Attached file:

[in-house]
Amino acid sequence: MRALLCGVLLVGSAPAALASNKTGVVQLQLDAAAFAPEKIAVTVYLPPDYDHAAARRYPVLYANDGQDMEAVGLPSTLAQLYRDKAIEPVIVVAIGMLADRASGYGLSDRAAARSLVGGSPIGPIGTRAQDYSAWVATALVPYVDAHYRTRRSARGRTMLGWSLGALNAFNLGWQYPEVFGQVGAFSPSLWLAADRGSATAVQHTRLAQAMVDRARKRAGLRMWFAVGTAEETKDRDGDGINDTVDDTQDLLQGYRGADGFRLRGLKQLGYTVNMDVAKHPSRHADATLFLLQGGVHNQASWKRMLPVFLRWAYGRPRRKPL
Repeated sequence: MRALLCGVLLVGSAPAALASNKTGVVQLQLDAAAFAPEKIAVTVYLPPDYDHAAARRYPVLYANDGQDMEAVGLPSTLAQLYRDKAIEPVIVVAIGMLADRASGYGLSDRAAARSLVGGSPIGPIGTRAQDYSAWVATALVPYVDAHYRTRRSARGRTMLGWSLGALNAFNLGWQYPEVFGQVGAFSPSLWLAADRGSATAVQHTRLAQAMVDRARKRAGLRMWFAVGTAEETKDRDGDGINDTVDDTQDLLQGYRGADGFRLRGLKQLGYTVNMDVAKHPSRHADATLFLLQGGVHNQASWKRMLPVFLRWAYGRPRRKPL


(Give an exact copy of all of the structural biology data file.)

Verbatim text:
[in-house]
Amino acid sequence: MRALLCGVLLVGSAPAALASNKTGVVQLQLDAAAFAPEKIAVTVYLPPDYDHAAARRYPVLYANDGQDMEAVGLPSTLAQLYRDKAIEPVIVVAIGMLADRASGYGLSDRAAARSLVGGSPIGPIGTRAQDYSAWVATALVPYVDAHYRTRRSARGRTMLGWSLGALNAFNLGWQYPEVFGQVGAFSPSLWLAADRGSATAVQHTRLAQAMVDRARKRAGLRMWFAVGTAEETKDRDGDGINDTVDDTQDLLQGYRGADGFRLRGLKQLGYTVNMDVAKHPSRHADATLFLLQGGVHNQASWKRMLPVFLRWAYGRPRRKPL
Repeated sequence: MRALLCGVLLVGSAPAALASNKTGVVQLQLDAAAFAPEKIAVTVYLPPDYDHAAARRYPVLYANDGQDMEAVGLPSTLAQLYRDKAIEPVIVVAIGMLADRASGYGLSDRAAARSLVGGSPIGPIGTRAQDYSAWVATALVPYVDAHYRTRRSARGRTMLGWSLGALNAFNLGWQYPEVFGQVGAFSPSLWLAADRGSATAVQHTRLAQAMVDRARKRAGLRMWFAVGTAEETKDRDGDGINDTVDDTQDLLQGYRGADGFRLRGLKQLGYTVNMDVAKHPSRHADATLFLLQGGVHNQASWKRMLPVFLRWAYGRPRRKPL